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Aaron Jones almost 2 years ago
Beautiful and poetic, like a more frivolous L'Atalante.
Lew Quzmic Baltiysky over 3 years ago
Danse Macabre by Camille Saint-Saens! Plot similar to Bergman's Smiles of a Summer Night
Devin Bruce over 5 years ago
Just as perfect and beautiful and tragic as it was when I first watched it 15 years ago.
Austin over 5 years ago
A masterpiece that revolutionized camera choreography - it still holds up after 75 years.
Jim Barton almost 6 years ago
This movie is a complete mess. Way overrated!
Robyn Hamilton over 6 years ago
I remember enjoying this and the interesting mise en scene
J. Christian Guerrero 7 years ago
Ignore the horrid artwork @ left -- It's the only true masterpiece of 20th century cinema.
Camel's Bell 30 days ago
Justin Wagner over 2 years ago
Jonathan Evans over 2 years ago
Matthew Bettencourt over 5 years ago
Michael Morris over 5 years ago
Diana Vaz over 5 years ago
rockway250 almost 6 years ago
Matteo Satta 6 years ago
Veronica Davies over 6 years ago
Michael Kirk almost 7 years ago
J.C. 7 years ago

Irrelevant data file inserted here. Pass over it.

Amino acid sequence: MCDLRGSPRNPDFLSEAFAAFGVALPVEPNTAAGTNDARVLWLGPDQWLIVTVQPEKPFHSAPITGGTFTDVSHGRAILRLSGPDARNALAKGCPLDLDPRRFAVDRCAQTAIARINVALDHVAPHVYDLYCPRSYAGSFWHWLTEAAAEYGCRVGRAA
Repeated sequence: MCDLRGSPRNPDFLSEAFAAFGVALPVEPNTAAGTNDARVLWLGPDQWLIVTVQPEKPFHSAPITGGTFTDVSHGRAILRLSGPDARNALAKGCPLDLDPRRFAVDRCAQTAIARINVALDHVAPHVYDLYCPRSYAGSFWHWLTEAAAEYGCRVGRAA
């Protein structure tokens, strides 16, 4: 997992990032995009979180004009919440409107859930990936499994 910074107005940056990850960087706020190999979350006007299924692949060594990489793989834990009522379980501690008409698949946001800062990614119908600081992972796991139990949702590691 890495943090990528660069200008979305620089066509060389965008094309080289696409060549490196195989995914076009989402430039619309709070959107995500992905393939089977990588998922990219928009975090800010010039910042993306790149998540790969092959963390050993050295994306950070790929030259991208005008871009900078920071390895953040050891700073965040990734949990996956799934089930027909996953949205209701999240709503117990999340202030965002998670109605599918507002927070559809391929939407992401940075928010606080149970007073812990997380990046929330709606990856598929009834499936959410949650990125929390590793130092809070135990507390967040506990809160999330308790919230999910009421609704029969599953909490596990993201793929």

The Rules of the Game (original French title: La Règle du jeu) is a 1939 French film directed by Jean Renoir about upper-class French society just before the start of World War II. As a point of departure he began with Alfred de Musset's Les Caprices de Marianne, a popular 19th-century comedy of manners: "My first intention was to film a transposition of Caprices de Marianne to our time. It is the story of a tragic mistake: the lover of Marianne is taken for someone else and is bumped off in an ambush". He was also inspired by Jeu de l'amour et du hasard of Marivaux, by Molière, and took some details from Beaumarchais: the quote at the beginning of the film comes from Mariage de Figaro The Rules of the Game is often cited as one of the greatest films in the history of cinema. The decennial poll of international critics by the Sight & Sound magazine ranked it #10 in 1952, moved it up to #3 in 1962, and #2 in 1972, 1982, and 1992; in 2002 it fell back to #3, behind Citizen Kane and...
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